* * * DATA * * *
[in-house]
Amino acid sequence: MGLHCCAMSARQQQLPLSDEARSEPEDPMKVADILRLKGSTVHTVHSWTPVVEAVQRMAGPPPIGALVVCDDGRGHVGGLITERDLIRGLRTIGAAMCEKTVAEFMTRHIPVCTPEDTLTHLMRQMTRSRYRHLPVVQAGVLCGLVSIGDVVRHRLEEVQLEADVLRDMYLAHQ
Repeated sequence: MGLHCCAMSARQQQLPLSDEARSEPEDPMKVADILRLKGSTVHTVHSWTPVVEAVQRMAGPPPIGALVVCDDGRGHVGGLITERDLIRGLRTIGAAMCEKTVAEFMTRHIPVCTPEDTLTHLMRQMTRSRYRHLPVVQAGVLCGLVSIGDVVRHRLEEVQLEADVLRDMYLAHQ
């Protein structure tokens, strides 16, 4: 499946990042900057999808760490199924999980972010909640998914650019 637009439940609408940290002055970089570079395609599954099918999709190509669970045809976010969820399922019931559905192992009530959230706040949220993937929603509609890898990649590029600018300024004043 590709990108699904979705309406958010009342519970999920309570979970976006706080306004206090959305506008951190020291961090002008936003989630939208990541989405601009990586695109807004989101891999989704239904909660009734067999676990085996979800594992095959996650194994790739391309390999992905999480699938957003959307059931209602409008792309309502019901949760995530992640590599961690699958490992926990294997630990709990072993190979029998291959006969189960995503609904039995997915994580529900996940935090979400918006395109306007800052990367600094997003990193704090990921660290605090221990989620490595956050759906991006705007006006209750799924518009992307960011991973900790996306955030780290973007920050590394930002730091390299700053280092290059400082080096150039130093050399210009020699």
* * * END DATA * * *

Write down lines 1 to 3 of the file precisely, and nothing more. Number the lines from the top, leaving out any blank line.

[in-house]
Amino acid sequence: MGLHCCAMSARQQQLPLSDEARSEPEDPMKVADILRLKGSTVHTVHSWTPVVEAVQRMAGPPPIGALVVCDDGRGHVGGLITERDLIRGLRTIGAAMCEKTVAEFMTRHIPVCTPEDTLTHLMRQMTRSRYRHLPVVQAGVLCGLVSIGDVVRHRLEEVQLEADVLRDMYLAHQ
Repeated sequence: MGLHCCAMSARQQQLPLSDEARSEPEDPMKVADILRLKGSTVHTVHSWTPVVEAVQRMAGPPPIGALVVCDDGRGHVGGLITERDLIRGLRTIGAAMCEKTVAEFMTRHIPVCTPEDTLTHLMRQMTRSRYRHLPVVQAGVLCGLVSIGDVVRHRLEEVQLEADVLRDMYLAHQ